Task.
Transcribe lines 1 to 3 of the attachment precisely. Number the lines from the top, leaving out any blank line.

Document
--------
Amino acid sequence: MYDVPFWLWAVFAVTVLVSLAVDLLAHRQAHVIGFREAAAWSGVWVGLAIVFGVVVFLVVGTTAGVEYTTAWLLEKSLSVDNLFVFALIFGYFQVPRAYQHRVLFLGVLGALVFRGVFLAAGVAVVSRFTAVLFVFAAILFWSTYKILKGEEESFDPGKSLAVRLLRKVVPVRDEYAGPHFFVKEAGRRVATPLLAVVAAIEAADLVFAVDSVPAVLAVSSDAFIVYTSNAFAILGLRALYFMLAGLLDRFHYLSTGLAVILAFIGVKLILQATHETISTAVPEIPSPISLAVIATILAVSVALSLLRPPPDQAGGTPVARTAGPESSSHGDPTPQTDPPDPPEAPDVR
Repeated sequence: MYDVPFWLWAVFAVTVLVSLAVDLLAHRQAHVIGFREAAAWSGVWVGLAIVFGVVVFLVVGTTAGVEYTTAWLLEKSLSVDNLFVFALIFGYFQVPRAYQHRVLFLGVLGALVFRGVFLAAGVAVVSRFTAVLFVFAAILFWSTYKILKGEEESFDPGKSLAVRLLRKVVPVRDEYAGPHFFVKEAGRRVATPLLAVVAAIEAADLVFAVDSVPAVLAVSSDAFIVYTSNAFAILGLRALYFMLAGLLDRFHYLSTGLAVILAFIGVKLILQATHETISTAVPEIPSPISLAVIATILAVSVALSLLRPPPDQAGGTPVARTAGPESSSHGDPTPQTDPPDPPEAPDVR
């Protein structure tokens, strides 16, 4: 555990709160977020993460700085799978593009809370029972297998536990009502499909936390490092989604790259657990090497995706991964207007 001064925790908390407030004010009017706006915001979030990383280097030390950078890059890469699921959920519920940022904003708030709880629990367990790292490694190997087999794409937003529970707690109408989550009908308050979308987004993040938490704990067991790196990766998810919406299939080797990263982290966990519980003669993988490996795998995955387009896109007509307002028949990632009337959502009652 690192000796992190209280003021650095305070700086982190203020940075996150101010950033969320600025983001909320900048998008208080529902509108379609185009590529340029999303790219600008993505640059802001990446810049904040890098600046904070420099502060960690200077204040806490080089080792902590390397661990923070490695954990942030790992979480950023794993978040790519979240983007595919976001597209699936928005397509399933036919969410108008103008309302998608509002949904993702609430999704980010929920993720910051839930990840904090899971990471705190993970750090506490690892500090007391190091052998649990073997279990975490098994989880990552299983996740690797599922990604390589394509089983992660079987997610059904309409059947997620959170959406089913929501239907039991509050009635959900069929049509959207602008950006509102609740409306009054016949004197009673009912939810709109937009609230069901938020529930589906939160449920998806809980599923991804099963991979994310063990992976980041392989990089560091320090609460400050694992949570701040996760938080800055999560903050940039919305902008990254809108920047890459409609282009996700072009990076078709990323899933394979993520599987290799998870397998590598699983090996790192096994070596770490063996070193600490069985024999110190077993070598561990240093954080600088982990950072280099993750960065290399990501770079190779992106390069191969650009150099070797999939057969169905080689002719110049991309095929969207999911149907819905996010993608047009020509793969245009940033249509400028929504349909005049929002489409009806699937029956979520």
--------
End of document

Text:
Amino acid sequence: MYDVPFWLWAVFAVTVLVSLAVDLLAHRQAHVIGFREAAAWSGVWVGLAIVFGVVVFLVVGTTAGVEYTTAWLLEKSLSVDNLFVFALIFGYFQVPRAYQHRVLFLGVLGALVFRGVFLAAGVAVVSRFTAVLFVFAAILFWSTYKILKGEEESFDPGKSLAVRLLRKVVPVRDEYAGPHFFVKEAGRRVATPLLAVVAAIEAADLVFAVDSVPAVLAVSSDAFIVYTSNAFAILGLRALYFMLAGLLDRFHYLSTGLAVILAFIGVKLILQATHETISTAVPEIPSPISLAVIATILAVSVALSLLRPPPDQAGGTPVARTAGPESSSHGDPTPQTDPPDPPEAPDVR
Repeated sequence: MYDVPFWLWAVFAVTVLVSLAVDLLAHRQAHVIGFREAAAWSGVWVGLAIVFGVVVFLVVGTTAGVEYTTAWLLEKSLSVDNLFVFALIFGYFQVPRAYQHRVLFLGVLGALVFRGVFLAAGVAVVSRFTAVLFVFAAILFWSTYKILKGEEESFDPGKSLAVRLLRKVVPVRDEYAGPHFFVKEAGRRVATPLLAVVAAIEAADLVFAVDSVPAVLAVSSDAFIVYTSNAFAILGLRALYFMLAGLLDRFHYLSTGLAVILAFIGVKLILQATHETISTAVPEIPSPISLAVIATILAVSVALSLLRPPPDQAGGTPVARTAGPESSSHGDPTPQTDPPDPPEAPDVR
């Protein structure tokens, strides 16, 4: 555990709160977020993460700085799978593009809370029972297998536990009502499909936390490092989604790259657990090497995706991964207007 001064925790908390407030004010009017706006915001979030990383280097030390950078890059890469699921959920519920940022904003708030709880629990367990790292490694190997087999794409937003529970707690109408989550009908308050979308987004993040938490704990067991790196990766998810919406299939080797990263982290966990519980003669993988490996795998995955387009896109007509307002028949990632009337959502009652 690192000796992190209280003021650095305070700086982190203020940075996150101010950033969320600025983001909320900048998008208080529902509108379609185009590529340029999303790219600008993505640059802001990446810049904040890098600046904070420099502060960690200077204040806490080089080792902590390397661990923070490695954990942030790992979480950023794993978040790519979240983007595919976001597209699936928005397509399933036919969410108008103008309302998608509002949904993702609430999704980010929920993720910051839930990840904090899971990471705190993970750090506490690892500090007391190091052998649990073997279990975490098994989880990552299983996740690797599922990604390589394509089983992660079987997610059904309409059947997620959170959406089913929501239907039991509050009635959900069929049509959207602008950006509102609740409306009054016949004197009673009912939810709109937009609230069901938020529930589906939160449920998806809980599923991804099963991979994310063990992976980041392989990089560091320090609460400050694992949570701040996760938080800055999560903050940039919305902008990254809108920047890459409609282009996700072009990076078709990323899933394979993520599987290799998870397998590598699983090996790192096994070596770490063996070193600490069985024999110190077993070598561990240093954080600088982990950072280099993750960065290399990501770079190779992106390069191969650009150099070797999939057969169905080689002719110049991309095929969207999911149907819905996010993608047009020509793969245009940033249509400028929504349909005049929002489409009806699937029956979520």